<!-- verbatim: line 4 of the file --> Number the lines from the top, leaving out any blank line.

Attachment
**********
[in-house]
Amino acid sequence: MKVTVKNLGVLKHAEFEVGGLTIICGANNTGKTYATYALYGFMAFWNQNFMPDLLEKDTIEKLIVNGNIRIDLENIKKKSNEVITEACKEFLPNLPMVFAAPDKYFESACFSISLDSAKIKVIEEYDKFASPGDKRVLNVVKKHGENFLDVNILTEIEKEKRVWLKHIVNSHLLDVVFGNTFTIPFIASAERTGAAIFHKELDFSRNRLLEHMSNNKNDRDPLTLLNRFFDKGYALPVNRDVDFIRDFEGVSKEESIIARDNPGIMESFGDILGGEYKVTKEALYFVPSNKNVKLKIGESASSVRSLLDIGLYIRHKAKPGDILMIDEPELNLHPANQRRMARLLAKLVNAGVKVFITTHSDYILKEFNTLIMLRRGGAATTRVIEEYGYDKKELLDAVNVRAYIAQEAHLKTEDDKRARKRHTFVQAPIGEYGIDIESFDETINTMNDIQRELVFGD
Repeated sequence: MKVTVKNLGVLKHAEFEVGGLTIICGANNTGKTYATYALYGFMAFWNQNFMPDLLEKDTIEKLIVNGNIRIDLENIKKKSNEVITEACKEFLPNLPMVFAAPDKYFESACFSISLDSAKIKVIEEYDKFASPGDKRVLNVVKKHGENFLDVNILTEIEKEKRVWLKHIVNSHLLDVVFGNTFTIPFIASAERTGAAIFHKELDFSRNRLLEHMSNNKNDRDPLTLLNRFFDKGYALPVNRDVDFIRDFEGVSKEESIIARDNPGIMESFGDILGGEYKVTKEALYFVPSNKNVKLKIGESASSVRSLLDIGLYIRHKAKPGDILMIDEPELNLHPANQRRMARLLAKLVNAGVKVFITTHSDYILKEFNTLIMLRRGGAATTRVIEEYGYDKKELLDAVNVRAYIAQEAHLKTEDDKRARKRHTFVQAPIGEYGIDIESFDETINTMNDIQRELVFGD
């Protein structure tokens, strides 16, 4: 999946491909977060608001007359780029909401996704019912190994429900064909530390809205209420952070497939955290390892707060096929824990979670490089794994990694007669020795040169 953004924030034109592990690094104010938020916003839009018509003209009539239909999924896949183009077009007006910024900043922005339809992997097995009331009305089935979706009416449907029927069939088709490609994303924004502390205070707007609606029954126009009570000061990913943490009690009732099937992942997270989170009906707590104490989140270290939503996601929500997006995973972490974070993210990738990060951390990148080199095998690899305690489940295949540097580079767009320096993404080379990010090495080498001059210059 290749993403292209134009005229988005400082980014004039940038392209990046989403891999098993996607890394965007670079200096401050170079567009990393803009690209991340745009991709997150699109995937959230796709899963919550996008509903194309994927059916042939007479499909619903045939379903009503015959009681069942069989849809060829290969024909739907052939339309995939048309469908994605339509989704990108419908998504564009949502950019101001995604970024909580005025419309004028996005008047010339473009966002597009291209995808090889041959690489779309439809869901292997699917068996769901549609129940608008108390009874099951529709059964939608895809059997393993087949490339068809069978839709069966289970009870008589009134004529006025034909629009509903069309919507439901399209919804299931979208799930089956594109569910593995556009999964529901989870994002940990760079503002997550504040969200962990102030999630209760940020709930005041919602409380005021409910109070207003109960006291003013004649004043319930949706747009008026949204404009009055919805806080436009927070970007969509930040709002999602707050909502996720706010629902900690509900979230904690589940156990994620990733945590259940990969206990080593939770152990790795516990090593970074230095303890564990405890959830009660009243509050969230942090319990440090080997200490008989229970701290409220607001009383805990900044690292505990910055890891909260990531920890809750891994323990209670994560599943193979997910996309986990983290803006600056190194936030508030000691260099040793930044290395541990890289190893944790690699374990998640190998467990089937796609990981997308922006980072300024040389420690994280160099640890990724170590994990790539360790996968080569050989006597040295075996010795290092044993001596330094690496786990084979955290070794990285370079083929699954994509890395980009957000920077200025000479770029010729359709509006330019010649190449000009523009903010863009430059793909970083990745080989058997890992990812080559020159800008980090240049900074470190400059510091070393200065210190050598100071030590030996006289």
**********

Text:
């Protein structure tokens, strides 16, 4: 999946491909977060608001007359780029909401996704019912190994429900064909530390809205209420952070497939955290390892707060096929824990979670490089794994990694007669020795040169 953004924030034109592990690094104010938020916003839009018509003209009539239909999924896949183009077009007006910024900043922005339809992997097995009331009305089935979706009416449907029927069939088709490609994303924004502390205070707007609606029954126009009570000061990913943490009690009732099937992942997270989170009906707590104490989140270290939503996601929500997006995973972490974070993210990738990060951390990148080199095998690899305690489940295949540097580079767009320096993404080379990010090495080498001059210059 290749993403292209134009005229988005400082980014004039940038392209990046989403891999098993996607890394965007670079200096401050170079567009990393803009690209991340745009991709997150699109995937959230796709899963919550996008509903194309994927059916042939007479499909619903045939379903009503015959009681069942069989849809060829290969024909739907052939339309995939048309469908994605339509989704990108419908998504564009949502950019101001995604970024909580005025419309004028996005008047010339473009966002597009291209995808090889041959690489779309439809869901292997699917068996769901549609129940608008108390009874099951529709059964939608895809059997393993087949490339068809069978839709069966289970009870008589009134004529006025034909629009509903069309919507439901399209919804299931979208799930089956594109569910593995556009999964529901989870994002940990760079503002997550504040969200962990102030999630209760940020709930005041919602409380005021409910109070207003109960006291003013004649004043319930949706747009008026949204404009009055919805806080436009927070970007969509930040709002999602707050909502996720706010629902900690509900979230904690589940156990994620990733945590259940990969206990080593939770152990790795516990090593970074230095303890564990405890959830009660009243509050969230942090319990440090080997200490008989229970701290409220607001009383805990900044690292505990910055890891909260990531920890809750891994323990209670994560599943193979997910996309986990983290803006600056190194936030508030000691260099040793930044290395541990890289190893944790690699374990998640190998467990089937796609990981997308922006980072300024040389420690994280160099640890990724170590994990790539360790996968080569050989006597040295075996010795290092044993001596330094690496786990084979955290070794990285370079083929699954994509890395980009957000920077200025000479770029010729359709509006330019010649190449000009523009903010863009430059793909970083990745080989058997890992990812080559020159800008980090240049900074470190400059510091070393200065210190050598100071030590030996006289």